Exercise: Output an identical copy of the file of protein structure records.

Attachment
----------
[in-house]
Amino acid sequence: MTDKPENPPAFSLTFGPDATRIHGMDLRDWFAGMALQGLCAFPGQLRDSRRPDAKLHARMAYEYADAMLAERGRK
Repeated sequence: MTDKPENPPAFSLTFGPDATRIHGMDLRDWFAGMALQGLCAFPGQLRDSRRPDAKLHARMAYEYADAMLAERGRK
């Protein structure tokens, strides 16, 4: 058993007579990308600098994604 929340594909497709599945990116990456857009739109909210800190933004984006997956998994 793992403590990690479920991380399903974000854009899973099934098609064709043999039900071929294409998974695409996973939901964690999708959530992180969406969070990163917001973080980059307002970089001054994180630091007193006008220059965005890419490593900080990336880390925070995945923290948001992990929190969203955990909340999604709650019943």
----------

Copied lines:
[in-house]
Amino acid sequence: MTDKPENPPAFSLTFGPDATRIHGMDLRDWFAGMALQGLCAFPGQLRDSRRPDAKLHARMAYEYADAMLAERGRK
Repeated sequence: MTDKPENPPAFSLTFGPDATRIHGMDLRDWFAGMALQGLCAFPGQLRDSRRPDAKLHARMAYEYADAMLAERGRK
């Protein structure tokens, strides 16, 4: 058993007579990308600098994604 929340594909497709599945990116990456857009739109909210800190933004984006997956998994 793992403590990690479920991380399903974000854009899973099934098609064709043999039900071929294409998974695409996973939901964690999708959530992180969406969070990163917001973080980059307002970089001054994180630091007193006008220059965005890419490593900080990336880390925070995945923290948001992990929190969203955990909340999604709650019943």